Microsoft's Office dominance is in no immediate peril
Private sector shows little interest in adopting OpenDocument alternative
Computerworld - The governments of Massachusetts, Belgium and Hong Kong are game to try the Open Document Format for Office Applications. But in corporations from Honolulu to Los Angeles to Cincinnati, there’s scant usage and little planning for it.
The XML-based OpenDocument format is one of the technologies that could free IT managers to realistically consider alternatives to Microsoft Corp.’s dominant Office suite.
But Computerworld polls of IT managers suggest that Microsoft’s stranglehold on the office applications market isn’t in any imminent danger.
At last week’s Premier 100 IT Leaders Conference in Palm Desert, Calif., a whopping 88% of 210 respondents to an electronic poll indicated they either hadn’t considered an alternative to Office or had done so only casually.
Office’s proprietary binary formats have often forced companies to stick with the suite so they can open documents from their external business partners. Standard XML, if widely adopted, would alter the situation that has led to vendor lock-in.
But in an e-mail poll of more than 50 corporate IT managers, a majority of respondents said they have no plans to use ODF — though they do have plans to use Microsoft’s Office Open XML, the default format in the new Office 2007 suite.
When asked which format she favors, an IT director at a major automaker replied, “In theory, ODF, but pragmatism will drive us to Office Open XML.”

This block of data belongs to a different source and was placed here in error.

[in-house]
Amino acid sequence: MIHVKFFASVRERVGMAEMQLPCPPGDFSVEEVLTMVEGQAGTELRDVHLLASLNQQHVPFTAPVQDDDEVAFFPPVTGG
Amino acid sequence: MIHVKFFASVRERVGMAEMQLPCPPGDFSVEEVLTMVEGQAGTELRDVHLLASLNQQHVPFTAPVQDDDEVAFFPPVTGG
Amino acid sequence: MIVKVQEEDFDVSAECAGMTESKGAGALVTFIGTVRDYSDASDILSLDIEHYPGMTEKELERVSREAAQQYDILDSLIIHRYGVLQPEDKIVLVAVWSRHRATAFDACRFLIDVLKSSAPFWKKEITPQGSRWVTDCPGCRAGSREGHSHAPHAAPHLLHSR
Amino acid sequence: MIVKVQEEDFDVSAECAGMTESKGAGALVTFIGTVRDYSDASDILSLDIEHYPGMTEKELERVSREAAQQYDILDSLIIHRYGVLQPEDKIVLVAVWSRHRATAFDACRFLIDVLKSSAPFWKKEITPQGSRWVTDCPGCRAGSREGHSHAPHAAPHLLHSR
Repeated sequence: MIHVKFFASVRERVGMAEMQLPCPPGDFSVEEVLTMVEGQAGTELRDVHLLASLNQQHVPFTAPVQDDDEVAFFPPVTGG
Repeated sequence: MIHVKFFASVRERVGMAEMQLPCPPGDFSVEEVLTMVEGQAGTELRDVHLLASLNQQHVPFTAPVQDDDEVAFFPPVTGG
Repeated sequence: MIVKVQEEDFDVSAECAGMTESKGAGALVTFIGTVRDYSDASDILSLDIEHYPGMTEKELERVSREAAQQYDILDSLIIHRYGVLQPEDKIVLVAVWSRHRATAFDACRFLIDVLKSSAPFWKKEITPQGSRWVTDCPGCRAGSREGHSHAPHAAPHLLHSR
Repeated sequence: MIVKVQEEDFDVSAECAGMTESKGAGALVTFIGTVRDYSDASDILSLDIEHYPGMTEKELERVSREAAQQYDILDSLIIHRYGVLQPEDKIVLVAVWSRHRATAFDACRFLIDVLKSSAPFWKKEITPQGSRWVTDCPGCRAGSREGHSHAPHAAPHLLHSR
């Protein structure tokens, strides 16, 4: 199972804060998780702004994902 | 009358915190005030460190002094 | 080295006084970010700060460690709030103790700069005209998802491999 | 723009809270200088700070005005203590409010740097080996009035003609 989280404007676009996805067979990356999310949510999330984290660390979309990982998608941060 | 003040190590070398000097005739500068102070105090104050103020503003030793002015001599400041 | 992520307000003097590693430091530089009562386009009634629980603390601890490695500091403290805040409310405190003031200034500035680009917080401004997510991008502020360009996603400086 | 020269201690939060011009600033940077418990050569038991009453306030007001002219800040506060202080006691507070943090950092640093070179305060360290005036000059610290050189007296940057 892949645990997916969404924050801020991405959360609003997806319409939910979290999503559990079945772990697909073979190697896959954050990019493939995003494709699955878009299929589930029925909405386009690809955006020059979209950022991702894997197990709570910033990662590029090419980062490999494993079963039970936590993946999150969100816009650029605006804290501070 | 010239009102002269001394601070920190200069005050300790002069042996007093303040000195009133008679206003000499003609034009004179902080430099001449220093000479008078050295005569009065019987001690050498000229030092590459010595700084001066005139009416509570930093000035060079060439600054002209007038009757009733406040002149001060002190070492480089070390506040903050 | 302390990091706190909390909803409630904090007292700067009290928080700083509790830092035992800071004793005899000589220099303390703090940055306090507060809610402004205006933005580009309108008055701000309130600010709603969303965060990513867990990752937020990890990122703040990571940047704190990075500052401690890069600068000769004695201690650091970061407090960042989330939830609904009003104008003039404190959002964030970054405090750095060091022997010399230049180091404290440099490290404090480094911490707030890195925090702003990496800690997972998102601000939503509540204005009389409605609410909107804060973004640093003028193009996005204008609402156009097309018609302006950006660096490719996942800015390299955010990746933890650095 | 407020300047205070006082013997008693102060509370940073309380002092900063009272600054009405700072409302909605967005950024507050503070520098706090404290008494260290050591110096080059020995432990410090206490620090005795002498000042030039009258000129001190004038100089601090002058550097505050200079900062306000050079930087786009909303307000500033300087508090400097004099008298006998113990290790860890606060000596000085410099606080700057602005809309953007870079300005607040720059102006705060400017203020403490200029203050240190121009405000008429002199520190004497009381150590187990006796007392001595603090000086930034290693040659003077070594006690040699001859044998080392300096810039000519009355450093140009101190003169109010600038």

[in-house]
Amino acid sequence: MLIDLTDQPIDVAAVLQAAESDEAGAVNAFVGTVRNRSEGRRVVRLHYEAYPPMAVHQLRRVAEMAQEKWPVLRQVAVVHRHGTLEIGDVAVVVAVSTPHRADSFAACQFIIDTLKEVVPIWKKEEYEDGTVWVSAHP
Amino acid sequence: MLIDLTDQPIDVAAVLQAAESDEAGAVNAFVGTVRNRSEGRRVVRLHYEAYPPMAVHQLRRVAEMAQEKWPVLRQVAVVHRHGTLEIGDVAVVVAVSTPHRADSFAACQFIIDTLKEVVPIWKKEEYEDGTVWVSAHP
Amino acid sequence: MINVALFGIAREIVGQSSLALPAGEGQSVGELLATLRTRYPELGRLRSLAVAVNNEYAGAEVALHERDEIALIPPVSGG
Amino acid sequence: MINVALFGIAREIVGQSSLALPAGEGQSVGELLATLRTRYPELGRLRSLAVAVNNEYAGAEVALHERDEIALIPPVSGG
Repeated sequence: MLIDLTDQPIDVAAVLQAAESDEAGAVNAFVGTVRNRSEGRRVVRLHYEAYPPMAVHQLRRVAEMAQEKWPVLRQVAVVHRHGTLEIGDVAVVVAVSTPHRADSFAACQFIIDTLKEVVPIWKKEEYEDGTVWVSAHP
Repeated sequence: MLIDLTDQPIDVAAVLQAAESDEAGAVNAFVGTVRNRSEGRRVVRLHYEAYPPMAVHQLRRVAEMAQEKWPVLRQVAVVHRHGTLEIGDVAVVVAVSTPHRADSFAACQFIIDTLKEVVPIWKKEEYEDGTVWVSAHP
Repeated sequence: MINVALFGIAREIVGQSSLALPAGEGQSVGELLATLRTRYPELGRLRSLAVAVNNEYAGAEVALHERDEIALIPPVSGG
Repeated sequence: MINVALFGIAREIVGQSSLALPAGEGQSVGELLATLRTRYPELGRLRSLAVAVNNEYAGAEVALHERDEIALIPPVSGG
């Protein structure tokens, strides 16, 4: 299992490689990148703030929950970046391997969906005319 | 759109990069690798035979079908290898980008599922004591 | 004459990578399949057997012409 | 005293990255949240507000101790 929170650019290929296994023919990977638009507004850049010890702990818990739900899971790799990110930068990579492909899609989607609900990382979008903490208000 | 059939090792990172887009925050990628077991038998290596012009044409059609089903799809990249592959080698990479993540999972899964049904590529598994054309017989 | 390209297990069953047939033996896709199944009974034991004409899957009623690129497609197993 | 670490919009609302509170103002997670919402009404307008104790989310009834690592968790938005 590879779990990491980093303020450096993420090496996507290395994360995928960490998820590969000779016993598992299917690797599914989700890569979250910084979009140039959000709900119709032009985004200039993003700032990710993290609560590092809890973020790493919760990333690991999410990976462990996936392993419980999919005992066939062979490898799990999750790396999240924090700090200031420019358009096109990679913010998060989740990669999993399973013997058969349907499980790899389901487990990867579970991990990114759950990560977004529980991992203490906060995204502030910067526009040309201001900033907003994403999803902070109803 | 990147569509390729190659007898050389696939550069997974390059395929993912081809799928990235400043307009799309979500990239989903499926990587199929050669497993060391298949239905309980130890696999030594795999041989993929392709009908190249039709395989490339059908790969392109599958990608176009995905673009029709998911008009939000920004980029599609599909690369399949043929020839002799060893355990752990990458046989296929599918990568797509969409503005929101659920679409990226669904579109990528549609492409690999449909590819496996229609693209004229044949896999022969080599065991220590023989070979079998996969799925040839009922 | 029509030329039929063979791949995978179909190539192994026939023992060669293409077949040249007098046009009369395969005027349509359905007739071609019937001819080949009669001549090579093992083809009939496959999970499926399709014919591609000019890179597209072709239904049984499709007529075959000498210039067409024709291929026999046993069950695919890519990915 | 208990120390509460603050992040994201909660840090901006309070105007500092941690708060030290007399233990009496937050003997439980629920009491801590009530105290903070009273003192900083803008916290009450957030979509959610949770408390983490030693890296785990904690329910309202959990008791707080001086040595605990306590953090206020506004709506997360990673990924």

Staying the Course
The desktop plans at The Procter & Gamble Co., one of the bellwethers among large IT buyers, illustrate why ODF is struggling in the private sector. The Cincinnati-based consumer goods giant employs 140,000 people, and, because of its size, finds it difficult to make dramatic changes, said Filippo Passerini, P&G’s global services officer and CIO.
This year, P&G will roll out the time-tested Office 2003 across the company, not the new Office 2007. Although Passerini said that he remains open-minded about the potential of ODF, he noted that P&G will continue to use Office’s default formats for now.
“If in two, three, five years, there is a significant opportunity to do something different, we’ll see when the time comes,” Passerini said. “But we don’t have a strategy or firm plan in this area yet.”
P&G, like all companies, will ultimately have to make a decision about XML document formats. XML is the default format in Word, Excel and PowerPoint for the first time in the recently released version of Microsoft Office. Older Office versions can also be adapted to open and save files in Office 2007’s XML format through free add-on software known as a Compatibility Pack.
But XML is only part
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